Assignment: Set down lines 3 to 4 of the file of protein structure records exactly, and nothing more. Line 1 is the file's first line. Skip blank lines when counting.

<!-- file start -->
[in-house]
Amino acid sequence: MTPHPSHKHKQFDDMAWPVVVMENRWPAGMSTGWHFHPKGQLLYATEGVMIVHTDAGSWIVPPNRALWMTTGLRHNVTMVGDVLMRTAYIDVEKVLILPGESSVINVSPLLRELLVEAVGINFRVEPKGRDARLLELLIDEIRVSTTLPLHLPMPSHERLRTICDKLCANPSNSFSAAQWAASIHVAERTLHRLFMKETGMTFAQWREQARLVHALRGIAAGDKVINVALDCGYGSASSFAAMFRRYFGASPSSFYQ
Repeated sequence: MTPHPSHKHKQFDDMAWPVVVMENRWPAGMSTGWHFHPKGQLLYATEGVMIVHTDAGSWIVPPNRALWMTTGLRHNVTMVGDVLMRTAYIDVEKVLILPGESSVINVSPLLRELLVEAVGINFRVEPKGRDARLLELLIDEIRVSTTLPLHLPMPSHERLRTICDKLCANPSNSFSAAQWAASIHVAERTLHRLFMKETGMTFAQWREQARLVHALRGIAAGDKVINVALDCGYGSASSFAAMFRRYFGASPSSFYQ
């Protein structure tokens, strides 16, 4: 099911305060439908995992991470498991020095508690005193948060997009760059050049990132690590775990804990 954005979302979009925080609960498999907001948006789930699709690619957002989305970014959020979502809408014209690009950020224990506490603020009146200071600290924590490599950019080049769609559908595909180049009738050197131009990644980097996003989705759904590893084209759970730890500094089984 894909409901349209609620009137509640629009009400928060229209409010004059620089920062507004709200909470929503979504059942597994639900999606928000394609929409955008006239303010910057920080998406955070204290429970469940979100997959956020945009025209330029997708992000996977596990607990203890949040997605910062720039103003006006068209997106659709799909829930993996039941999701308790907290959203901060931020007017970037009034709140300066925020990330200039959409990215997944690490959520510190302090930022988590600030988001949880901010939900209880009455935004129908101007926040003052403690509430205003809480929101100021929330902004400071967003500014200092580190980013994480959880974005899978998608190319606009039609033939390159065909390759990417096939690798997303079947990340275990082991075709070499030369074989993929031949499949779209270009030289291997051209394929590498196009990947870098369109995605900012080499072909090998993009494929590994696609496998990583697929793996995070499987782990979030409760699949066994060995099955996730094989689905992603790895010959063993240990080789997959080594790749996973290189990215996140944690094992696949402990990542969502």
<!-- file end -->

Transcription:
Repeated sequence: MTPHPSHKHKQFDDMAWPVVVMENRWPAGMSTGWHFHPKGQLLYATEGVMIVHTDAGSWIVPPNRALWMTTGLRHNVTMVGDVLMRTAYIDVEKVLILPGESSVINVSPLLRELLVEAVGINFRVEPKGRDARLLELLIDEIRVSTTLPLHLPMPSHERLRTICDKLCANPSNSFSAAQWAASIHVAERTLHRLFMKETGMTFAQWREQARLVHALRGIAAGDKVINVALDCGYGSASSFAAMFRRYFGASPSSFYQ
């Protein structure tokens, strides 16, 4: 099911305060439908995992991470498991020095508690005193948060997009760059050049990132690590775990804990 954005979302979009925080609960498999907001948006789930699709690619957002989305970014959020979502809408014209690009950020224990506490603020009146200071600290924590490599950019080049769609559908595909180049009738050197131009990644980097996003989705759904590893084209759970730890500094089984 894909409901349209609620009137509640629009009400928060229209409010004059620089920062507004709200909470929503979504059942597994639900999606928000394609929409955008006239303010910057920080998406955070204290429970469940979100997959956020945009025209330029997708992000996977596990607990203890949040997605910062720039103003006006068209997106659709799909829930993996039941999701308790907290959203901060931020007017970037009034709140300066925020990330200039959409990215997944690490959520510190302090930022988590600030988001949880901010939900209880009455935004129908101007926040003052403690509430205003809480929101100021929330902004400071967003500014200092580190980013994480959880974005899978998608190319606009039609033939390159065909390759990417096939690798997303079947990340275990082991075709070499030369074989993929031949499949779209270009030289291997051209394929590498196009990947870098369109995605900012080499072909090998993009494929590994696609496998990583697929793996995070499987782990979030409760699949066994060995099955996730094989689905992603790895010959063993240990080789997959080594790749996973290189990215996140944690094992696949402990990542969502």